What is Orthodoxy?
The Orthodox Church is the ancient Church of Christ, in continuity with those churches established by the Apostles following the Resurrection. Orthodoxy has been in existence since the day of Pentecost and has grown worldwide through mission efforts on the part of Apostles and Evangelists and missionaries since then.
Orthodoxy is evangelical, but not Protestant. We preach Christ crucified and risen to new life for us and for our salvation.
Orthodoxy is catholic, but not Roman. We hold the one faith of the church since time immemorial, but we are a council of churches not under the Bishop of Rome.
Orthodoxy is biblical, but not fundamentalist. The church produced the Bible, not the other way around; early Christians used only the Old Testament, and in time produced Gospels and Epistles that were local but became universally recognized.
Orthodoxy is Tradition, but not traditionalist. We accept what is called the Great Tradition, which includes the decrees of the Councils of the early church, the writings of the Church Fathers, early interpretation of the scriptures, and the Nicene Creed.
Orthodoxy is Christian, not Jewish, in our case. Our worship, however, contains various practices which stem from our Jewish background: among these are the extensive use of Psalms in worship, the reading and interpretation of scriptures, the use of vestments, the incensing of the church and the people, and the form of prayers and worship patterns.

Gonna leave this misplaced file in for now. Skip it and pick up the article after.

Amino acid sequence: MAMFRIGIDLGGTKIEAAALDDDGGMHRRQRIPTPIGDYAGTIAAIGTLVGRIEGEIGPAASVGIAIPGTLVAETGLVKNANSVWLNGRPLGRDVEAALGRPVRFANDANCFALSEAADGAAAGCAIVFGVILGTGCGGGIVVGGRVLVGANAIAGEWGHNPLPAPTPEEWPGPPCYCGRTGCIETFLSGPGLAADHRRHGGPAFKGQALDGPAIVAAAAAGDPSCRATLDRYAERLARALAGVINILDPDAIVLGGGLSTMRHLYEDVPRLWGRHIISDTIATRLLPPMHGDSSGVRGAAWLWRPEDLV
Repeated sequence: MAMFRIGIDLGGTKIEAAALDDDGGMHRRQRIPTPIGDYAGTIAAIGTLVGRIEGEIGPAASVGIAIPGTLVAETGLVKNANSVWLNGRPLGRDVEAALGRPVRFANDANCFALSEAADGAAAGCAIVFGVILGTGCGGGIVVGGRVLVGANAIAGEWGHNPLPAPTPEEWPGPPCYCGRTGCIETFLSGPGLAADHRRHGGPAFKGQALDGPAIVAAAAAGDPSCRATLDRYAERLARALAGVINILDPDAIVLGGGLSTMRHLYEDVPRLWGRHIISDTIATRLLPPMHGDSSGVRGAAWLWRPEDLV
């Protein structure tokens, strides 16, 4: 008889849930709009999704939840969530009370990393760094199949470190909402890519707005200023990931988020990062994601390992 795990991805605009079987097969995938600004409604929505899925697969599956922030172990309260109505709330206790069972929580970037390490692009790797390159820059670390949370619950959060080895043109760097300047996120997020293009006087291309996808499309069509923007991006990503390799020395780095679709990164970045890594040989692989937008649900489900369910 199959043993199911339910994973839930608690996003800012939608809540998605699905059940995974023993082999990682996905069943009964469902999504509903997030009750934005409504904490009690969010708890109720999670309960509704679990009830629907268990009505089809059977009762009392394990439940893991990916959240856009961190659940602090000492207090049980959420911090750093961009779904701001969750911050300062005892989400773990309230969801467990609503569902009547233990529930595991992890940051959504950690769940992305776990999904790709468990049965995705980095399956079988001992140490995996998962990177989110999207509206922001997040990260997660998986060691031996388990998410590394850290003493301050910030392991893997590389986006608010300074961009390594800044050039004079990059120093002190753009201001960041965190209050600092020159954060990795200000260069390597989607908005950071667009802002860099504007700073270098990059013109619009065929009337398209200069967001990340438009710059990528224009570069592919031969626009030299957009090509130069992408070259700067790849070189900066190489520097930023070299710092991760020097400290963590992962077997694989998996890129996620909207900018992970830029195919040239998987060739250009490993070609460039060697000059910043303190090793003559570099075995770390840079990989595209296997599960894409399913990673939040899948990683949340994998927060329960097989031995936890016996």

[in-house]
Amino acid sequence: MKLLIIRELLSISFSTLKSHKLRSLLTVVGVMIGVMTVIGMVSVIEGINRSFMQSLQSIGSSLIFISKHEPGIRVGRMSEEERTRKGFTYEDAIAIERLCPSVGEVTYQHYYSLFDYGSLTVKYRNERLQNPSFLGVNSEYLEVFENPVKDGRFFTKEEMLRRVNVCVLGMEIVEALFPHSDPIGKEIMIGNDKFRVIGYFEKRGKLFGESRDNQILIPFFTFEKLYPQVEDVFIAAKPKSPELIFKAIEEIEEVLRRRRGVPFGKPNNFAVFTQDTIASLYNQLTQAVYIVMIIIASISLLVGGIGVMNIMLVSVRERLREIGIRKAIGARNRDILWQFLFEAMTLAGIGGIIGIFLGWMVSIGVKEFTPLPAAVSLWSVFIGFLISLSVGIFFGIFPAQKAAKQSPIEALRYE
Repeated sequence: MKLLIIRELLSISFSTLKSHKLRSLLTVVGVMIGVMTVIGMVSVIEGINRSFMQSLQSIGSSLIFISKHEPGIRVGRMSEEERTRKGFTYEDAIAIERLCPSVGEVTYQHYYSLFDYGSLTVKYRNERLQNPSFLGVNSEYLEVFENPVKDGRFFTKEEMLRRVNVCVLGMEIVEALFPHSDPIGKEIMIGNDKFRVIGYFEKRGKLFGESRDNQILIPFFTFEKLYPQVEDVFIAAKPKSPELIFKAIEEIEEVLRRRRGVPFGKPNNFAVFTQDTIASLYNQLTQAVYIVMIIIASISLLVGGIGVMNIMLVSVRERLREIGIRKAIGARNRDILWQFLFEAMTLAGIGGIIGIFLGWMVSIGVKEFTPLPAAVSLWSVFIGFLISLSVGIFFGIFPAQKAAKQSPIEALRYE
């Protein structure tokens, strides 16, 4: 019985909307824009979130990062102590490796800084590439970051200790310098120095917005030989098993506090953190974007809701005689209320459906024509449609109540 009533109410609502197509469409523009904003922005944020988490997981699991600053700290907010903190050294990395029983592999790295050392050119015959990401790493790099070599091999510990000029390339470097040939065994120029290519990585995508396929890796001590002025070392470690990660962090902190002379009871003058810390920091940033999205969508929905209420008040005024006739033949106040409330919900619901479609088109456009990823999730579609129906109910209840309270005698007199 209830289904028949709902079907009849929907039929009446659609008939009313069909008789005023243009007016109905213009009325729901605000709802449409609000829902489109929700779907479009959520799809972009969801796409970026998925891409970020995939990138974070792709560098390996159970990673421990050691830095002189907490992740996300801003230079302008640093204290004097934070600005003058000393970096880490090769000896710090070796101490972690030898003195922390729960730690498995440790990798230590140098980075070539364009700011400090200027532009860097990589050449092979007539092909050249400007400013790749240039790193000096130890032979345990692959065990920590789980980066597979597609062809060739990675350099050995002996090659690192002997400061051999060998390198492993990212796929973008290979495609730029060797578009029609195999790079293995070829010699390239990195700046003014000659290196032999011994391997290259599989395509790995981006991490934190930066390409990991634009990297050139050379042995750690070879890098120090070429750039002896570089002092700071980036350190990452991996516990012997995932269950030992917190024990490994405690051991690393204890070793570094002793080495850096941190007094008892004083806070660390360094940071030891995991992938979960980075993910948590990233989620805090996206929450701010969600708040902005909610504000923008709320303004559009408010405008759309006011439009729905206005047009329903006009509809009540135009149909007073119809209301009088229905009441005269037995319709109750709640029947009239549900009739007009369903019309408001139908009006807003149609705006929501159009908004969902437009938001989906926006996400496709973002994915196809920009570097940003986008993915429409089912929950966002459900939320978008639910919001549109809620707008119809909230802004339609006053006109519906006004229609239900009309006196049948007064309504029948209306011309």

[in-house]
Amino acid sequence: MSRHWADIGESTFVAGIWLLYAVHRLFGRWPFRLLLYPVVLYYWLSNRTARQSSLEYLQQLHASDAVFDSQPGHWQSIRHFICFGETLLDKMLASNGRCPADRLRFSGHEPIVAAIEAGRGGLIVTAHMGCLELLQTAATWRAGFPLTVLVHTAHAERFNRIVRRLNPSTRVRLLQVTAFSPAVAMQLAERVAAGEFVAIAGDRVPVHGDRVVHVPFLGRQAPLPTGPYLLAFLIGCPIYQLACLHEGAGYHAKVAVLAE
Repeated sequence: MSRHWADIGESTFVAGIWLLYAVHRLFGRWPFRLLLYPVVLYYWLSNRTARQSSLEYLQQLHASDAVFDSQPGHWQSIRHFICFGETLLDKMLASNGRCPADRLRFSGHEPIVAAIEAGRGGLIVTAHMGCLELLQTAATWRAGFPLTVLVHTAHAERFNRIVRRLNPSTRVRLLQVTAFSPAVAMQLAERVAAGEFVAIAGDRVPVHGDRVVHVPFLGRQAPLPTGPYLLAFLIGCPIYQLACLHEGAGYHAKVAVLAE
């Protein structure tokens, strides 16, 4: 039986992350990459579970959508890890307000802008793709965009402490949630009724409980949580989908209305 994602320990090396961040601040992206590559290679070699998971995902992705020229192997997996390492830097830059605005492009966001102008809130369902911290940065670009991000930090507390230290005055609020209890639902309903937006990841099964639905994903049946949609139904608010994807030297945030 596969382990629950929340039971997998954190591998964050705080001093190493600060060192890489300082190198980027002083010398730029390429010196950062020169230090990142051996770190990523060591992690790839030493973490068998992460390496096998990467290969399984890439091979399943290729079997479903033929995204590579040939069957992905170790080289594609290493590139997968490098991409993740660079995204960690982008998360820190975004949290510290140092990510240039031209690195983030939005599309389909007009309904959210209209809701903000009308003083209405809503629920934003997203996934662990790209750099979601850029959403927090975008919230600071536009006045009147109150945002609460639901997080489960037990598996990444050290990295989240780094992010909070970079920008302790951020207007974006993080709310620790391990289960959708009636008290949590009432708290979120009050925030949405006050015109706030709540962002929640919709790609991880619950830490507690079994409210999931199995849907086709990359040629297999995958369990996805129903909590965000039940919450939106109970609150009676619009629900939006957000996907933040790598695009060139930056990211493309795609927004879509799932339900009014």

Orthodoxy cannot be defined by comparison to other Christian bodies. We look “Protestant” because of our emphasis on the local church as the manifestation of the whole church; we look “Catholic” because of our rich and formal worship patterns. But we are neither; we pre-date the western division of Protestants and Catholics. We are simply Orthodox. We are often identified by ethnicity, as in “Greek Orthodox” or “Russian Orthodox,” but these divisions are cultural and have nothing to do with our teaching, which is unified and whole across all ethnic and cultural divisions.
If you have never experienced the fullness and richness of the Christian Church, please come and see and be among us Orthodox. All other churches have either subtracted, in some cases drastically, the content of the faith, or have added to the content in ways that have proven not to be helpful. For many people, Saturday Vespers is a good introduction to the Orthodox faith community. The ancient faith is vibrantly contemporary and speaks to your condition.